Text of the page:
Sometimes a local government will have a utility system that is performing well financially, and others that are not. For example, water systems generally make money, and sewer systems often do not. A revenue bond program allows you to combine the systems into a single enterprise system for the purposes of the financial performance standards referenced above, thereby allowing the stronger system to carry part of the burden for the weaker system.

Some localities are finding this particularly useful for funding stormwater management costs. A stormwater management plan may point to a capital improvement that can’t easily be funded or financed based on any reasonable stormwater management fee. By combining your utilities for financing purposes, you can support a revenue bond issue for the stormwater capital needs that leverages the financial strength of your water and sewer utilities. You could follow this same system for solid waste or parking enterprises, among others, if you concluded that was how you wanted to approach these financing needs.

Different structure of transaction costs

The documentation for the first revenue bond issue will be less familiar to you and will establish a framework for future borrowings. Therefore, this first issue may require a higher level of time and attention from staff as compared to a more familiar form of financing that will stand alone. The LGC application fee for any revenue bond issue is $12,500 (as opposed to zero for a general obligation bond or $1,250 for a bank-placement installment financing). Further, depending on system performance and the nature of your borrowing, the LGC may require an outside consultant to provide an analysis of the system’s expected ability to service revenue bonds over time. This leads to generally higher borrowing costs for an initial revenue bond issue.

In addition, the LGC, and usually the lenders, will require that you have a bond counsel on your side for a revenue bond issue.  This is probably a good idea in any event for the first issue because you are setting the framework for subsequent issues, and you want to be sure you have someone looking out for your long-term interests. There are of course many circumstance under which hiring your own bond lawyer would not be required by the LGC or the lender for an installment financing, even though that might be a good idea for you anyway.

On the other hand, a revenue bond issue doesn’t require a real estate title insurance policy as would an installment financing, and those policies can cost several thousand dollars. Other than the LGC application fee, financing costs for subsequent revenue bond issues should not be higher than for similarly-sized installment financings or GO bond issues, and the process and documentation for the subsequent revenue bond issues should be quicker and simpler than for other forms of financing.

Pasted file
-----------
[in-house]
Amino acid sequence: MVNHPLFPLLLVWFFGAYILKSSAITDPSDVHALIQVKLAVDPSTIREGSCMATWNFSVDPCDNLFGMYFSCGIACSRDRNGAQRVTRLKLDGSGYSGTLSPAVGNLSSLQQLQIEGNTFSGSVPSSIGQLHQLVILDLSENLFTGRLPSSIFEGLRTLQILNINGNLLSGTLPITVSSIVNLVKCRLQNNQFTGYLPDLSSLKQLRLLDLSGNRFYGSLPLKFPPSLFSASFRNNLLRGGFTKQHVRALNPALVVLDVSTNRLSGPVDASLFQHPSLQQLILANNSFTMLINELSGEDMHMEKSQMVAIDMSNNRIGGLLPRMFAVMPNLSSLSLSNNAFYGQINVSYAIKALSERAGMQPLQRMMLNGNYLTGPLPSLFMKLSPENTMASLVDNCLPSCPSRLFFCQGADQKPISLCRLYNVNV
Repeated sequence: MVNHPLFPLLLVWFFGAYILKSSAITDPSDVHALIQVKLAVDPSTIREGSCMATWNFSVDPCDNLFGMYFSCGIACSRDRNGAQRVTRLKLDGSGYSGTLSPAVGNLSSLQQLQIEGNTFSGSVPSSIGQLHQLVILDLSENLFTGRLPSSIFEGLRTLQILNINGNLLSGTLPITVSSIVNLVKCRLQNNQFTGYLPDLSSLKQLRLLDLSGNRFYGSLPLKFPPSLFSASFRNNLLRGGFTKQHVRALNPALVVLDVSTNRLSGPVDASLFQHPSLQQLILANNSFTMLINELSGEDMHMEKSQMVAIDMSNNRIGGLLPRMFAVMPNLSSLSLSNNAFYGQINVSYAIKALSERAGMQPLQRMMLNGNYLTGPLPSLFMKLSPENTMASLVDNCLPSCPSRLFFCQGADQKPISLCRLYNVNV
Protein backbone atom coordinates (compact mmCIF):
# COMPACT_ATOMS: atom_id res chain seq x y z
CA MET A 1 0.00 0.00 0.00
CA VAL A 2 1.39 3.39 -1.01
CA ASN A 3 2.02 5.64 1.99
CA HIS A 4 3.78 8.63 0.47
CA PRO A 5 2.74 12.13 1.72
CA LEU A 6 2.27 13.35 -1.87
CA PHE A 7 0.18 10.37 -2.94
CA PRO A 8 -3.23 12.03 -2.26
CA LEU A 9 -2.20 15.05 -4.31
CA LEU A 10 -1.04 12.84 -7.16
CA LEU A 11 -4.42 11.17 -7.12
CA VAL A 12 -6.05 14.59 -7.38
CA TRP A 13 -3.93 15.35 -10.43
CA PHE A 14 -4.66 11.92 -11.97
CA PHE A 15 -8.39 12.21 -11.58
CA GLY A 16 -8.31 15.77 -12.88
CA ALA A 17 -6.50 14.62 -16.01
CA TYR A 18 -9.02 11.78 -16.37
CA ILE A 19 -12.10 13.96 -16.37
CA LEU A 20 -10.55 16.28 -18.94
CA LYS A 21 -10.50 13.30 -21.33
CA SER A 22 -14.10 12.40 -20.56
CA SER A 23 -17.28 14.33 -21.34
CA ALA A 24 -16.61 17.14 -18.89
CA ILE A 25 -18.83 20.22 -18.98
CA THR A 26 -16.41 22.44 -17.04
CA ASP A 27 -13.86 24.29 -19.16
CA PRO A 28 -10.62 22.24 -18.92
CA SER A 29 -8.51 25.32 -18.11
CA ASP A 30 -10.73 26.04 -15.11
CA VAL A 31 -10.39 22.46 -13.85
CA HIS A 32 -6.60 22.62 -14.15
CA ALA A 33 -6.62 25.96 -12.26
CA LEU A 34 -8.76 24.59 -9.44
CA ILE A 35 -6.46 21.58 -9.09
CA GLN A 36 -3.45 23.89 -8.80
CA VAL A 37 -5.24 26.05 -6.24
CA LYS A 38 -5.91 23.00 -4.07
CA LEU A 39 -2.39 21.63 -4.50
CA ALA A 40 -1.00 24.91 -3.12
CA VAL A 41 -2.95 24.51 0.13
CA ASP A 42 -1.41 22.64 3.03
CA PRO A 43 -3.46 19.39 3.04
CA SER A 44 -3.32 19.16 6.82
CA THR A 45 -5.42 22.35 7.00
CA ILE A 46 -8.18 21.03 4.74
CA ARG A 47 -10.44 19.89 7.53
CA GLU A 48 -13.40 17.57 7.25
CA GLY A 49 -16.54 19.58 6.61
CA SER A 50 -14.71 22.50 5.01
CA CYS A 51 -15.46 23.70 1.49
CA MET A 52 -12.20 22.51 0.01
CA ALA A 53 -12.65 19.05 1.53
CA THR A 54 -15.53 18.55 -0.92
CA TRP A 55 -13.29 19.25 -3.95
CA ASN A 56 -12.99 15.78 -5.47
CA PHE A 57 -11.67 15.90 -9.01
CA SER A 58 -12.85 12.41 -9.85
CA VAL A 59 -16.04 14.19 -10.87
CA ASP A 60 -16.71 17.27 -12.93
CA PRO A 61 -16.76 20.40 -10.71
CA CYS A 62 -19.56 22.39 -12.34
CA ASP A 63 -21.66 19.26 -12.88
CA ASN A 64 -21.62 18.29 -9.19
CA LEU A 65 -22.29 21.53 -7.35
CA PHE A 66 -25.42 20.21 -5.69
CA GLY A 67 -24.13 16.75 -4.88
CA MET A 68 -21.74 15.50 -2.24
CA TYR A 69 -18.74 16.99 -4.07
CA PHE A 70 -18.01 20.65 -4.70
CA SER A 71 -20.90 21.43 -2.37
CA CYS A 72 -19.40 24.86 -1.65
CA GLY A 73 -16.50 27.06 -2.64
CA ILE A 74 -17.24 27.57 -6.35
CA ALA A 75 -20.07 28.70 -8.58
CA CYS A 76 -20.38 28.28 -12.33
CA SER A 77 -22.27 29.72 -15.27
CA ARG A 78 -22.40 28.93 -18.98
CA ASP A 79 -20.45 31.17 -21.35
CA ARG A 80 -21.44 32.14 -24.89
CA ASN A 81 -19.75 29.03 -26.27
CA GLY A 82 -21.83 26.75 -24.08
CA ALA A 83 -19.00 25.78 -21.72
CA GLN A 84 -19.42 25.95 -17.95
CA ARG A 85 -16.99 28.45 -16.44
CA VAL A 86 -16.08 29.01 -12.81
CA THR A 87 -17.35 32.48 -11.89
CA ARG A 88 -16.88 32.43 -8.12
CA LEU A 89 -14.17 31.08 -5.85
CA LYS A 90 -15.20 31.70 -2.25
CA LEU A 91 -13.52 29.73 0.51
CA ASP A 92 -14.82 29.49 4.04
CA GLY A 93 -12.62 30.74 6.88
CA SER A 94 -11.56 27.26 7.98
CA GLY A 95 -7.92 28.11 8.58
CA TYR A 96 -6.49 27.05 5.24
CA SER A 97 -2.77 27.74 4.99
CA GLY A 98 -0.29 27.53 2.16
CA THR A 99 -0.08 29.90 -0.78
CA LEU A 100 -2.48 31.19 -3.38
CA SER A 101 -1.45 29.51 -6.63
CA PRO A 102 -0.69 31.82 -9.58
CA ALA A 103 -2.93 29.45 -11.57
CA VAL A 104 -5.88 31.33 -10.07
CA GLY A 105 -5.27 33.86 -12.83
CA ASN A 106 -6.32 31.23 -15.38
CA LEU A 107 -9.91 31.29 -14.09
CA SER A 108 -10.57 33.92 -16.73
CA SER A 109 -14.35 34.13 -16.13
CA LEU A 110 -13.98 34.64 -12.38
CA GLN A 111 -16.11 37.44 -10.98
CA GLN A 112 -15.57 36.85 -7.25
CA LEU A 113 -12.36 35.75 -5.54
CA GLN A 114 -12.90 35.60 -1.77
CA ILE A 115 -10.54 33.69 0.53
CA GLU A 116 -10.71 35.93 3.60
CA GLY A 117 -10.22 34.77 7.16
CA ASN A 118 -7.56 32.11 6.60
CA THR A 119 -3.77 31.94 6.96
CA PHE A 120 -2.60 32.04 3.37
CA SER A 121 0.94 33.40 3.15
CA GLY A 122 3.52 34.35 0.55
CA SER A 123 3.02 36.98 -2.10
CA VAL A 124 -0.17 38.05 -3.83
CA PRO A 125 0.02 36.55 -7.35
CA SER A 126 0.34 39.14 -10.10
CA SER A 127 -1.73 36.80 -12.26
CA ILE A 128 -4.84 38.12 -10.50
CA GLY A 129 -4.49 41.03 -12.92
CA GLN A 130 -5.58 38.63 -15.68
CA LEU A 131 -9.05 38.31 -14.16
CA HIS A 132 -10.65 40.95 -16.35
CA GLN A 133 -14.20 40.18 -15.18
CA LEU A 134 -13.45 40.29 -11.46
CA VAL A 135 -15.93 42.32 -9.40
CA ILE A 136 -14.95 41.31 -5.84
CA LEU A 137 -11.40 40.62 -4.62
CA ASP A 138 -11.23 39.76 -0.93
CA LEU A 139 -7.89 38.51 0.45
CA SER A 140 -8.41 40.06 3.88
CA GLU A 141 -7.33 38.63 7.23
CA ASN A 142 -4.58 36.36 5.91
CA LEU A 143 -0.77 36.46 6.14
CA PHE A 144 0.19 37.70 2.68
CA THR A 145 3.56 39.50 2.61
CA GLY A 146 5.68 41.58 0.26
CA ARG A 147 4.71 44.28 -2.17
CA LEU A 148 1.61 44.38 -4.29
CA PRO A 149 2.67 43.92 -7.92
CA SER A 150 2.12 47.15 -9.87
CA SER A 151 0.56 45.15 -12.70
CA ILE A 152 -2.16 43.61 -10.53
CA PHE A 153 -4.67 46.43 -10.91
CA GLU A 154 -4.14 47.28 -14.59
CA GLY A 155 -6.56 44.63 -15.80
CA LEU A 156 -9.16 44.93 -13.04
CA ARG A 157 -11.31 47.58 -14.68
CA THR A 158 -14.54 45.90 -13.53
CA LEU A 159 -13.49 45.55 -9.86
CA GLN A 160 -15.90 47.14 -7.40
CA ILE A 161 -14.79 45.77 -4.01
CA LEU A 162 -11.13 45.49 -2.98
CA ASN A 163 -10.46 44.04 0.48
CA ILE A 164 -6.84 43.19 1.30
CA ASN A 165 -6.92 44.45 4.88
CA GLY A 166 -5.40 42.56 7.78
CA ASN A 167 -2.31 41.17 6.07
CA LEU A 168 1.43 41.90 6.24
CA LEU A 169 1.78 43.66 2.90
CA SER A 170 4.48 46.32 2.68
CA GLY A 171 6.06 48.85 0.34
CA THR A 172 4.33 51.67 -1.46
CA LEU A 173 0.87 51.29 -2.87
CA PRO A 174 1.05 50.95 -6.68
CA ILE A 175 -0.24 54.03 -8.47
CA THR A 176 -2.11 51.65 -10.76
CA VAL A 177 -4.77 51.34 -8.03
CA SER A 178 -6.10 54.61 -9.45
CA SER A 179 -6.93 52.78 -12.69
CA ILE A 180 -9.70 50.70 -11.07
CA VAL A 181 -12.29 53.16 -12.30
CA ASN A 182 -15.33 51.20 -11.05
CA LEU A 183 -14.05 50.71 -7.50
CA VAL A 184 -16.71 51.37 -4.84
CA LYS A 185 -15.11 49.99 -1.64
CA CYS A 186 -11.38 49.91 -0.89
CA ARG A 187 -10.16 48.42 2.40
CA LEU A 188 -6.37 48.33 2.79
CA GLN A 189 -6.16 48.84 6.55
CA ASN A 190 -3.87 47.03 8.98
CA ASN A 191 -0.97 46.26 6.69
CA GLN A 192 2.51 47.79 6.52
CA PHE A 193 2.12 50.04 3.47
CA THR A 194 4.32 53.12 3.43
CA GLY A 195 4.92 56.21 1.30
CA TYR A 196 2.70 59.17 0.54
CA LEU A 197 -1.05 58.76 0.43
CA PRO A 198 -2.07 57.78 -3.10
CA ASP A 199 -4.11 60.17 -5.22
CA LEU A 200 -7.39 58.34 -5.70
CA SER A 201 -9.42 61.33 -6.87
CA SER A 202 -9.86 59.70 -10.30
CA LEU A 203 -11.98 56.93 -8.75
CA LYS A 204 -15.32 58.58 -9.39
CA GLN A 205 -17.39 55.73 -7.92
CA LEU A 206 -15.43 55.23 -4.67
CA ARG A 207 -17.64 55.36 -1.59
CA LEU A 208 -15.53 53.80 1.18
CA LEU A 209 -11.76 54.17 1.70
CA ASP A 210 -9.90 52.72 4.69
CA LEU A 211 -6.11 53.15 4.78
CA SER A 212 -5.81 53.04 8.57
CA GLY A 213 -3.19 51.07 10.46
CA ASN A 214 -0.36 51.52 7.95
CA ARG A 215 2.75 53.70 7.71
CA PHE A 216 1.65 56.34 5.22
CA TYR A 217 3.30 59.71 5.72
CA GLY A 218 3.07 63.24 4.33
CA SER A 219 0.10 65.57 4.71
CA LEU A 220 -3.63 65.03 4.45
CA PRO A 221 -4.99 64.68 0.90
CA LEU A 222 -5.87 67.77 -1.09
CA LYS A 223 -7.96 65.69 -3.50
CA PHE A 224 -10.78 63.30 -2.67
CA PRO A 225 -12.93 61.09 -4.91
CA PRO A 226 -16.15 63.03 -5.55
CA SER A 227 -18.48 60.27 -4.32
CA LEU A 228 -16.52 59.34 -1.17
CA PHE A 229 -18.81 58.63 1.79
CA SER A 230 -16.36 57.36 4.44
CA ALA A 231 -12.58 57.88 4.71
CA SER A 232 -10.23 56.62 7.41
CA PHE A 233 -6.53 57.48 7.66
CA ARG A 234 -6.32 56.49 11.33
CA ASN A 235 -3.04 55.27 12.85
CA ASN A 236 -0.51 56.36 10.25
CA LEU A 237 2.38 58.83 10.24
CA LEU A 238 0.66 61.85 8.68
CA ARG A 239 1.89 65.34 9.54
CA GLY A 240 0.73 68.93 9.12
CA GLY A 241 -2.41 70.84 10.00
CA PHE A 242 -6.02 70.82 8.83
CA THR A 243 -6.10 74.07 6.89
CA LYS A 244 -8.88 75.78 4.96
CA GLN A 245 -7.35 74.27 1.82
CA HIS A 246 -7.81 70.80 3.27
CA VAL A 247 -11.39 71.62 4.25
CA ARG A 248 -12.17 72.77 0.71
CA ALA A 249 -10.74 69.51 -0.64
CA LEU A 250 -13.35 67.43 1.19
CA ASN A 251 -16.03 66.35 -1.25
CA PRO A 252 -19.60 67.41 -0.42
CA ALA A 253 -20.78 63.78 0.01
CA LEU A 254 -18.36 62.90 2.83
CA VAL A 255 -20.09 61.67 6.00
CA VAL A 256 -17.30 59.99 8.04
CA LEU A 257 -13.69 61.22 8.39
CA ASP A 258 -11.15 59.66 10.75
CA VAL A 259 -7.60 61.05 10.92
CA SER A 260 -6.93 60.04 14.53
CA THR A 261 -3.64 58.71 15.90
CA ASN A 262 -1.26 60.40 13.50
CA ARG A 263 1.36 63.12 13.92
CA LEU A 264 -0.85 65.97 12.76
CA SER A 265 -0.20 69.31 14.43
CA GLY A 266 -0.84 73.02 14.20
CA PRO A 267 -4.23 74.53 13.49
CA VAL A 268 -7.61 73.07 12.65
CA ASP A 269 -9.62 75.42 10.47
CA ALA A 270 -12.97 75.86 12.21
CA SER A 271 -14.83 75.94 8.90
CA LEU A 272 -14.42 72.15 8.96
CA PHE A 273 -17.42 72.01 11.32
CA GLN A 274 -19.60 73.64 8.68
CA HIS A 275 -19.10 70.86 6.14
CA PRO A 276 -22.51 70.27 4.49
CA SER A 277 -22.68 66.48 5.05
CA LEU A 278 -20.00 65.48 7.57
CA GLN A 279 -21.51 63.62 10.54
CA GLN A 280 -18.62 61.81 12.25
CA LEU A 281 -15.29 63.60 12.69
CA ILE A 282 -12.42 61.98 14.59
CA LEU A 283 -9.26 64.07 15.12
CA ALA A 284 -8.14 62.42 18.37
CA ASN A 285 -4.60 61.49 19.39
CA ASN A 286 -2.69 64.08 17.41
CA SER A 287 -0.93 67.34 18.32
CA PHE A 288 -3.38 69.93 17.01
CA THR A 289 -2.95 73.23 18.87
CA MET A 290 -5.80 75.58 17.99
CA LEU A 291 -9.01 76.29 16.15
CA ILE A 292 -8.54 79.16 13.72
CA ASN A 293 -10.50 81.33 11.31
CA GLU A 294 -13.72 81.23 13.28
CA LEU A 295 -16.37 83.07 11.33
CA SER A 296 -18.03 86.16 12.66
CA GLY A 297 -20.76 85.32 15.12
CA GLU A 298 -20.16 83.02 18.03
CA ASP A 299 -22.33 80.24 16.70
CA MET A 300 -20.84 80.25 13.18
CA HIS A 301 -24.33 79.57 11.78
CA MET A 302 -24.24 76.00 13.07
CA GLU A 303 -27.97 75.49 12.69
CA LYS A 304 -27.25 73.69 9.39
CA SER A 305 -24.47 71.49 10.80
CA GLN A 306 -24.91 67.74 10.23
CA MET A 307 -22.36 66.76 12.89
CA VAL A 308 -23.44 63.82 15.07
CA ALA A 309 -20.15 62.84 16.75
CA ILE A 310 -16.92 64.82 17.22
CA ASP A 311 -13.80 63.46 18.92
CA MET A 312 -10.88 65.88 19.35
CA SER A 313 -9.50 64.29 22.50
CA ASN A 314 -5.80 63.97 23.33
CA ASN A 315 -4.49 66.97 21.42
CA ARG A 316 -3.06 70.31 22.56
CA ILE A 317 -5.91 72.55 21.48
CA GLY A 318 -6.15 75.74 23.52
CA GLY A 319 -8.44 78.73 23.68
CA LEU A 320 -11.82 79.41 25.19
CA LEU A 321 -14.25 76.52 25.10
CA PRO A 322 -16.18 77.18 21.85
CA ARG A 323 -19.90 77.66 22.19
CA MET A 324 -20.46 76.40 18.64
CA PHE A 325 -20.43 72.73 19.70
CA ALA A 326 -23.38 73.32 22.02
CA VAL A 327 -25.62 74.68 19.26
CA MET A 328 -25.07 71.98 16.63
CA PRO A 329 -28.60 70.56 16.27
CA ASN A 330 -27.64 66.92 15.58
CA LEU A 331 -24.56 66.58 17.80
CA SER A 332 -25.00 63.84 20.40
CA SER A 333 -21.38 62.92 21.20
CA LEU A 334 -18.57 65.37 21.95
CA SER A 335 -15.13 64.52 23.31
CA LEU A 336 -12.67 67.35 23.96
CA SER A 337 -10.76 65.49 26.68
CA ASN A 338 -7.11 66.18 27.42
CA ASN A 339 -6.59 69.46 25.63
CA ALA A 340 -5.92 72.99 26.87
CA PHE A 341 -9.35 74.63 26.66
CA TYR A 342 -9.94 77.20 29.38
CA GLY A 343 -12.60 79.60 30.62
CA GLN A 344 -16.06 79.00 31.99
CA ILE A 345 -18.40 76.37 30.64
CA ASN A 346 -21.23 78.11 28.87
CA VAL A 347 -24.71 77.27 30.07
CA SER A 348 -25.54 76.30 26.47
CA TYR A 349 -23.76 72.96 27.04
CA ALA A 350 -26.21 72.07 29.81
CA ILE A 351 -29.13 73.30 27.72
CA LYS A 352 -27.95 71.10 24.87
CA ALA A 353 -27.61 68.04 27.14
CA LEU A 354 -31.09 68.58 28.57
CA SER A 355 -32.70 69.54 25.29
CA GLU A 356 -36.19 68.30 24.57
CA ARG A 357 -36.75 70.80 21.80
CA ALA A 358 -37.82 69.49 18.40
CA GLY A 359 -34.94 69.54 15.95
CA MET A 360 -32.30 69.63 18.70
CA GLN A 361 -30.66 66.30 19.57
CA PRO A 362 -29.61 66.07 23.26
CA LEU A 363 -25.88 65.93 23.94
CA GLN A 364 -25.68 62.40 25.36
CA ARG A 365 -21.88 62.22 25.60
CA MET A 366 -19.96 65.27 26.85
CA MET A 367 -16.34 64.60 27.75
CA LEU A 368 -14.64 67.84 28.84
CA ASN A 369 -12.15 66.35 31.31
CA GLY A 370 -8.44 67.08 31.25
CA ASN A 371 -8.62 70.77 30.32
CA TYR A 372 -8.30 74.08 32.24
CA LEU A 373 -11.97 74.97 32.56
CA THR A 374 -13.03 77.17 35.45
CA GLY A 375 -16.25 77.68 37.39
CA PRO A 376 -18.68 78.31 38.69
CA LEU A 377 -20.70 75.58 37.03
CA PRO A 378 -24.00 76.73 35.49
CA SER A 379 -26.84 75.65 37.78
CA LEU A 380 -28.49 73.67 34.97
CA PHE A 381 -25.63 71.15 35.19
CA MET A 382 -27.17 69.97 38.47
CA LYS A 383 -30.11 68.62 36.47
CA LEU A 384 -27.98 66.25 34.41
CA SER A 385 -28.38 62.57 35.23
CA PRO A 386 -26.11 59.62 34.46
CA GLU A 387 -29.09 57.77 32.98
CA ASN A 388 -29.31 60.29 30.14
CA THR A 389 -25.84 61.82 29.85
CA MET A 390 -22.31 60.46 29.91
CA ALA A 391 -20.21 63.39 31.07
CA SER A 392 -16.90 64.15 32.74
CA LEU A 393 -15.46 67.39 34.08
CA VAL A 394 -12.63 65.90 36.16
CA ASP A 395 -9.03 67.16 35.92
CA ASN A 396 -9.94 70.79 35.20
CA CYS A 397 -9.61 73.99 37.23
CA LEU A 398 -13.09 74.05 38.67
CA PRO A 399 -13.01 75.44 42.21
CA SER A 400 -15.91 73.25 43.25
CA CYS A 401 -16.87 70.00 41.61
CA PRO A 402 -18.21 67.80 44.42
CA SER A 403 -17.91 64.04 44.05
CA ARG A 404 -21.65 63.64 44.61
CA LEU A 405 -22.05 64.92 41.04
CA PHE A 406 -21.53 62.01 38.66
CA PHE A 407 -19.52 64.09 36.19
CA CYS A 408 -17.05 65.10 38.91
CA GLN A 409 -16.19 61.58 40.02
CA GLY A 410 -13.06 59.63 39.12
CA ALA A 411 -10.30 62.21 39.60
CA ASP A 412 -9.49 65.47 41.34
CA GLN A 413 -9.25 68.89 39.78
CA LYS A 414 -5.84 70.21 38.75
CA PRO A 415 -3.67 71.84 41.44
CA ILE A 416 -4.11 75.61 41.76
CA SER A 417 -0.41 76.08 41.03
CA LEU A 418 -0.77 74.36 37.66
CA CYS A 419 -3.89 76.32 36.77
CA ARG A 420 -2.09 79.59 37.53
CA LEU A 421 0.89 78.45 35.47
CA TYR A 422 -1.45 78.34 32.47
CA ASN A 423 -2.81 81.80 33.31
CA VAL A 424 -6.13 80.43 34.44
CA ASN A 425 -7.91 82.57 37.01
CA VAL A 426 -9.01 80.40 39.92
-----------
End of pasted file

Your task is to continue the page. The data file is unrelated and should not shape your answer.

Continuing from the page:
Potentially longer financing terms and level payment amortization

The LGC will generally allow 25-year maturities on revenue bonds, when you need that extra time, while limiting GO bonds and installment financings to 20-year terms. One must still find a lender willing to offer that length of financing, however, and right now it’s hard to find bank-placement financing of any type for more than a 15-year term (of course, USDA will buy your revenue bond with a 40-year maturity if you qualify for that financing). It’s relatively simple to get 20-year financing on a general obligation bond, if you can get through the hoops and pay the costs of that financing.

The LGC will allow amortization on a level-payment basis, with principal deferred until the project will be placed in service, for any enterprise fund borrowing – whether revenue bonds, GO bonds or installment financing.

Ability to match the borrowing amount to the need

You will set the final borrowing amount for a revenue bond issue just before loan closing, so you can be sure you are not borrowing too much, or too little, money. This flexibility is similar to what you’d have in an installment financing, but you must set the maximum amount of your general obligation bond issue at the time you set the bond referendum. You can always borrow less than the authorized amount of general obligation bonds, but most folks are hesitant to set the amount of bonds too high above a current estimate (even if the bonds won’t be issued for a long time after developing that estimate).

Comparable placement options and interest rates

Revenue bonds can be sold through private bank placements or issued through public offerings in the securities markets, just as installment financings can. General obligation bonds for new projects generally need to be sold in the public markets under LGC policies.

When you are looking at a bank placement, revenue bonds and installment financings will likely have comparable interest rates, and some lenders will even prefer revenue bonds. In the public markets interest rates for revenue bonds will again be roughly the same, or perhaps slightly better, than interest rates for comparably-rated installment financings. It can sometimes be difficult, however, to get your revenue bonds up to the bond rating you would get for your installment financings, and in the public markets your bond rating is closely linked to your interest rate results.

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            If you have a water and sewer system and haven’t looked at the revenue bond alternative, it’s worth your while to do so the next time you’re thinking about your capital financing plan. Revenue bonds might be your best approach.

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            Please see our disclaimer, click here to learn more about our public finance practice, and send us an email at info@sanfordholshouserlaw.com if you want to talk more about revenue bond or other utility financing for your community.